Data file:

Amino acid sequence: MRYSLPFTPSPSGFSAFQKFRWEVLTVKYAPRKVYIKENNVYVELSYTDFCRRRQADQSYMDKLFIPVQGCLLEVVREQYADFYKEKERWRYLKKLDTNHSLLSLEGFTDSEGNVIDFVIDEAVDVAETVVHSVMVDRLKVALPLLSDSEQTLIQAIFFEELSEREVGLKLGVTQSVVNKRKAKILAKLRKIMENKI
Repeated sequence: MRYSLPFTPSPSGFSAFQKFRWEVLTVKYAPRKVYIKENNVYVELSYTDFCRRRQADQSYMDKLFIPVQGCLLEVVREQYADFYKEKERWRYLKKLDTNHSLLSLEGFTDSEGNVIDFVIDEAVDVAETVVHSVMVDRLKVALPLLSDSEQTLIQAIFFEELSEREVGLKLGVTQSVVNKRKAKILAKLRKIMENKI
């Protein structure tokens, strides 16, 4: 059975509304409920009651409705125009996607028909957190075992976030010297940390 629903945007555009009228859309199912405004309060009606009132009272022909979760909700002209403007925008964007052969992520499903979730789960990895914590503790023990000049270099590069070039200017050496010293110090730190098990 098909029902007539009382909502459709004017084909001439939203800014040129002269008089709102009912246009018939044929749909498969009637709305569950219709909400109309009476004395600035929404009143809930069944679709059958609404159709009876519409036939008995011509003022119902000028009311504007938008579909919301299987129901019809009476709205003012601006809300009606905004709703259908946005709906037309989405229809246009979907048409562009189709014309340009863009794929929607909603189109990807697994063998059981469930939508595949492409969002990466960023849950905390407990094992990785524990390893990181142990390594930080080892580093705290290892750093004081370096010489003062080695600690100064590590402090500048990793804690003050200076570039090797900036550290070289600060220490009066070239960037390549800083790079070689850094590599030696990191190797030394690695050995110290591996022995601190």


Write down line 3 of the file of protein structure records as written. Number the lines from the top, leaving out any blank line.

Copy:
């Protein structure tokens, strides 16, 4: 059975509304409920009651409705125009996607028909957190075992976030010297940390 629903945007555009009228859309199912405004309060009606009132009272022909979760909700002209403007925008964007052969992520499903979730789960990895914590503790023990000049270099590069070039200017050496010293110090730190098990 098909029902007539009382909502459709004017084909001439939203800014040129002269008089709102009912246009018939044929749909498969009637709305569950219709909400109309009476004395600035929404009143809930069944679709059958609404159709009876519409036939008995011509003022119902000028009311504007938008579909919301299987129901019809009476709205003012601006809300009606905004709703259908946005709906037309989405229809246009979907048409562009189709014309340009863009794929929607909603189109990807697994063998059981469930939508595949492409969002990466960023849950905390407990094992990785524990390893990181142990390594930080080892580093705290290892750093004081370096010489003062080695600690100064590590402090500048990793804690003050200076570039090797900036550290070289600060220490009066070239960037390549800083790079070689850094590599030696990191190797030394690695050995110290591996022995601190």